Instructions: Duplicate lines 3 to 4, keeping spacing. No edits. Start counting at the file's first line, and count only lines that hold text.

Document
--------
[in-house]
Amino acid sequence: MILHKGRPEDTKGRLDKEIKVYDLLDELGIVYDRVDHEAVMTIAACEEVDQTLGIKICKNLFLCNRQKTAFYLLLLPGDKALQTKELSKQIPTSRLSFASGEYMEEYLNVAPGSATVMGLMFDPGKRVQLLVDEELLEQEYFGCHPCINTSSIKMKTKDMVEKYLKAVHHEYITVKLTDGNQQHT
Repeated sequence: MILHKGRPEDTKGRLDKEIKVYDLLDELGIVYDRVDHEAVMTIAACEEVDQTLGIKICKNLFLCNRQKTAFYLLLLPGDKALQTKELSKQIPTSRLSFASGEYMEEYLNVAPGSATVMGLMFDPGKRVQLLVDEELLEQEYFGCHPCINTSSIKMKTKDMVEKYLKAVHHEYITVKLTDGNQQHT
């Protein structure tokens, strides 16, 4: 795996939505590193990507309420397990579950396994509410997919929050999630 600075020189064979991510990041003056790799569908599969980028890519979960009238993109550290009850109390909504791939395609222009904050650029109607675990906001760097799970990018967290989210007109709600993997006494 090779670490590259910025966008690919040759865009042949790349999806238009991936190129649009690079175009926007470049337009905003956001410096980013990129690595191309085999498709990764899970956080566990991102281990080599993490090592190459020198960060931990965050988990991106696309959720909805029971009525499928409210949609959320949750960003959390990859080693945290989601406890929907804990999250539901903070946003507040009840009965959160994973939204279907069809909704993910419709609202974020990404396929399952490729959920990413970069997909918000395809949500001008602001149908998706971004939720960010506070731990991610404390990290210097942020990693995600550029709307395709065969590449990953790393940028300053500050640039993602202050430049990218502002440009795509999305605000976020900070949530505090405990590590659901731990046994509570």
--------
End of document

Repeated sequence: MILHKGRPEDTKGRLDKEIKVYDLLDELGIVYDRVDHEAVMTIAACEEVDQTLGIKICKNLFLCNRQKTAFYLLLLPGDKALQTKELSKQIPTSRLSFASGEYMEEYLNVAPGSATVMGLMFDPGKRVQLLVDEELLEQEYFGCHPCINTSSIKMKTKDMVEKYLKAVHHEYITVKLTDGNQQHT
């Protein structure tokens, strides 16, 4: 795996939505590193990507309420397990579950396994509410997919929050999630 600075020189064979991510990041003056790799569908599969980028890519979960009238993109550290009850109390909504791939395609222009904050650029109607675990906001760097799970990018967290989210007109709600993997006494 090779670490590259910025966008690919040759865009042949790349999806238009991936190129649009690079175009926007470049337009905003956001410096980013990129690595191309085999498709990764899970956080566990991102281990080599993490090592190459020198960060931990965050988990991106696309959720909805029971009525499928409210949609959320949750960003959390990859080693945290989601406890929907804990999250539901903070946003507040009840009965959160994973939204279907069809909704993910419709609202974020990404396929399952490729959920990413970069997909918000395809949500001008602001149908998706971004939720960010506070731990991610404390990290210097942020990693995600550029709307395709065969590449990953790393940028300053500050640039993602202050430049990218502002440009795509999305605000976020900070949530505090405990590590659901731990046994509570």